Whatever the case, as Rohter says, various ancient sources report that the library was destroyed, either in whole or in part, during Julius Caesar’s Alexandrian campaign against Pompey in 48 or 47 b.c. If any part of it remained in the Brucheium, it would probably have perished when the museum was destroyed in a.d. 272, during Aurelian’s wars of imperial reunification. It was certainly no longer in existence in 391.
Rohter is right that there was perhaps a “daughter” library, which may have been located in the grounds of the Serapeum—the large temple of the Ptolemies’ hybrid Greco-Egyptian god, Serapis—placed there either in the late third century b.c., or in the late second century a.d., when the Serapeum was restored and expanded. At least, there is good evidence that scrolls were at certain points kept among the temple complex’s colonnades.
And, in fact, the Serapeum was destroyed in 391. After a series of riots between the pagan and Christian communities of Alexandria—Alexandria was the most extravagantly violent city of the antique world, and riots were something of a revered civic tradition—a number of Christian hostages had been murdered inside the Serapeum, which led the Emperor Theodosius to order the complex demolished (though he excused the murderers, inasmuch as the Christians they had killed were now considered martyrs, and any act of vengeance would have detracted from their witness). And so a detachment of Roman soldiers, with the assistance of an eager crowd of Christians, dismantled the complex—or, at any rate, the temple within it.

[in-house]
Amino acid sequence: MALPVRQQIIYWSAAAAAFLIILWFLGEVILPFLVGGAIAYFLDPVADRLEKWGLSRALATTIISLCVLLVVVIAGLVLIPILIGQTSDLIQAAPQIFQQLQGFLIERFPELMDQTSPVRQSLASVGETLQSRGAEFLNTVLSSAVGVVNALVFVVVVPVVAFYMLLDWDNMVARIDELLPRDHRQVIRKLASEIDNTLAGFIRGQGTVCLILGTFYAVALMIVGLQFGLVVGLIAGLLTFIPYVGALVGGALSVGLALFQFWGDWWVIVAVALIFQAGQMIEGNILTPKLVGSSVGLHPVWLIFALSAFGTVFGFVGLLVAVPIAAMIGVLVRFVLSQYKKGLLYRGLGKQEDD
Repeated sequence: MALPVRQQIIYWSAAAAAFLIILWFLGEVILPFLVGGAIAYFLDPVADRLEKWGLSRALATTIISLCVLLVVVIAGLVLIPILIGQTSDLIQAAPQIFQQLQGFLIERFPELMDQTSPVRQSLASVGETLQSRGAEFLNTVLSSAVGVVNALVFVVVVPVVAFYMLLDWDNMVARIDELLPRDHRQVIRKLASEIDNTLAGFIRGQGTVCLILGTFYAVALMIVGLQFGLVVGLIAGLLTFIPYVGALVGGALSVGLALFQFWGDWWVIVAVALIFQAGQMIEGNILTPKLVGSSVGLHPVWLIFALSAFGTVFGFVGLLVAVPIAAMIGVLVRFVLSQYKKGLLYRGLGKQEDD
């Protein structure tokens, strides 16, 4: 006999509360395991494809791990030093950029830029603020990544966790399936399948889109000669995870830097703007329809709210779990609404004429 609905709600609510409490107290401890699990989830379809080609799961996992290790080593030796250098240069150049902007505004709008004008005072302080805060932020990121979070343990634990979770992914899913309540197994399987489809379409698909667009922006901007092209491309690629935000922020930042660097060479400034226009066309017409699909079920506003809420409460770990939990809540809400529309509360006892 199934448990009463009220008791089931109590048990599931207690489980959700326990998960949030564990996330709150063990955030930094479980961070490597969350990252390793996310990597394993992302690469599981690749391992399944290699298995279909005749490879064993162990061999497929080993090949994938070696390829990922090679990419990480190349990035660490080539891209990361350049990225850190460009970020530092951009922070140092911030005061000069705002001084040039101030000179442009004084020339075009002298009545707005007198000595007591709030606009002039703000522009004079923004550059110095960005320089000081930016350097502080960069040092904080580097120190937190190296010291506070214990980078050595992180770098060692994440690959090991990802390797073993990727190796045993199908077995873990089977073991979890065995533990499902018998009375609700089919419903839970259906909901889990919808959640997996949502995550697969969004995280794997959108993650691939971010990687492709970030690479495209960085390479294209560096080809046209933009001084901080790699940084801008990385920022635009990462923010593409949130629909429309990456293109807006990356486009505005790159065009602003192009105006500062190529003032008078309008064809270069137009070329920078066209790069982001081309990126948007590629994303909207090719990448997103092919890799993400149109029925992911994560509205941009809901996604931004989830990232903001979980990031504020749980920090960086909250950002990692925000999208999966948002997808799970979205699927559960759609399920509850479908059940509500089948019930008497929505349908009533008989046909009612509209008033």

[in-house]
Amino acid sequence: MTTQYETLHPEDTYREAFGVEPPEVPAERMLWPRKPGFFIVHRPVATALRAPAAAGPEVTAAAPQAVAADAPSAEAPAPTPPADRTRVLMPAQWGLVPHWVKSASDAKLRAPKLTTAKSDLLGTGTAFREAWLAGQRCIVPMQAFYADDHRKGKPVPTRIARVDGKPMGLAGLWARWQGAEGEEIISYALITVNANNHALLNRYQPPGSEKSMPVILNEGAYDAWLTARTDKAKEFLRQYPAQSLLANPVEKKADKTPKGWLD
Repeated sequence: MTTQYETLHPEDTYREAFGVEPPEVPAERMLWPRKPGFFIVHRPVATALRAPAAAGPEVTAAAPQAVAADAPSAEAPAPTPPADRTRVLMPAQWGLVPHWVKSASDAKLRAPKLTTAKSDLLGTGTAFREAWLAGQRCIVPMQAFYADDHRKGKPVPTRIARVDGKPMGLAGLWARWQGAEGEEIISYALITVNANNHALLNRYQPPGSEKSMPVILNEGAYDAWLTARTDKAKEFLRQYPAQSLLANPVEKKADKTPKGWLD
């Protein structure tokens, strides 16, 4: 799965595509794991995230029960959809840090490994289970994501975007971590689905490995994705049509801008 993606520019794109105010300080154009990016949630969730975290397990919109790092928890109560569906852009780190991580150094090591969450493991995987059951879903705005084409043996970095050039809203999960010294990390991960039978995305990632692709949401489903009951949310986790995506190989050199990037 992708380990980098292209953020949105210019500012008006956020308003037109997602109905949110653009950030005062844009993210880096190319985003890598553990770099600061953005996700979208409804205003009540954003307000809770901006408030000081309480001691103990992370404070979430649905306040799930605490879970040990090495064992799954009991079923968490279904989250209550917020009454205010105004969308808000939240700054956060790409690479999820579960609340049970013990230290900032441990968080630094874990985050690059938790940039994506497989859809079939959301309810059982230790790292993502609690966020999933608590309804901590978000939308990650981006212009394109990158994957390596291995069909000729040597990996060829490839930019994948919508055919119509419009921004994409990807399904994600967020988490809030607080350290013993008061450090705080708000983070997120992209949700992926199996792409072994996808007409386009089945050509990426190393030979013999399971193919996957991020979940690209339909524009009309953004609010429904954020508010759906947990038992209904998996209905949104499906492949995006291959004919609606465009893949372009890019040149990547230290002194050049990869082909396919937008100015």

As it happens, we have fairly good accounts of that day, Christian and pagan, and absolutely none of them so much as hints at the destruction of any large collection of books. Not even Eunapius of Sardis—a pagan scholar who despised Christians and who would have wept over the loss of precious texts—suggests such a thing. This is not surprising, since there were probably no books there to be destroyed.
The pagan historian Ammianus Marcellinus, describing the Serapeum not long before its demolition, had clearly spoken of its libraries as something no longer in existence. The truth of the matter is that the entire legend was the product of the imagination of Edward Gibbon, who bizarrely misread a single sentence from the Christian historian Orosius, and from it spun out a story that appears nowhere in the entire corpus of ancient historical sources.
Which brings me to Hypatia. I do sometimes wish the poor woman’s memory could be left in peace. She’s been the victim of such sordidly sentimental nonsense over the past few centuries that it’s almost impossible to appreciate her for what she was, or to disentangle the tragedy of her death from the ideological rants that typically surround its telling.
She was, all the evidence suggests, a brilliant lecturer in Platonic thought, a trained scientist, and the author of a few mathematical commentaries. Despite the extravagant claims often made on her behalf, however, there is no reason to believe she made any particularly significant contributions to any of her fields of expertise.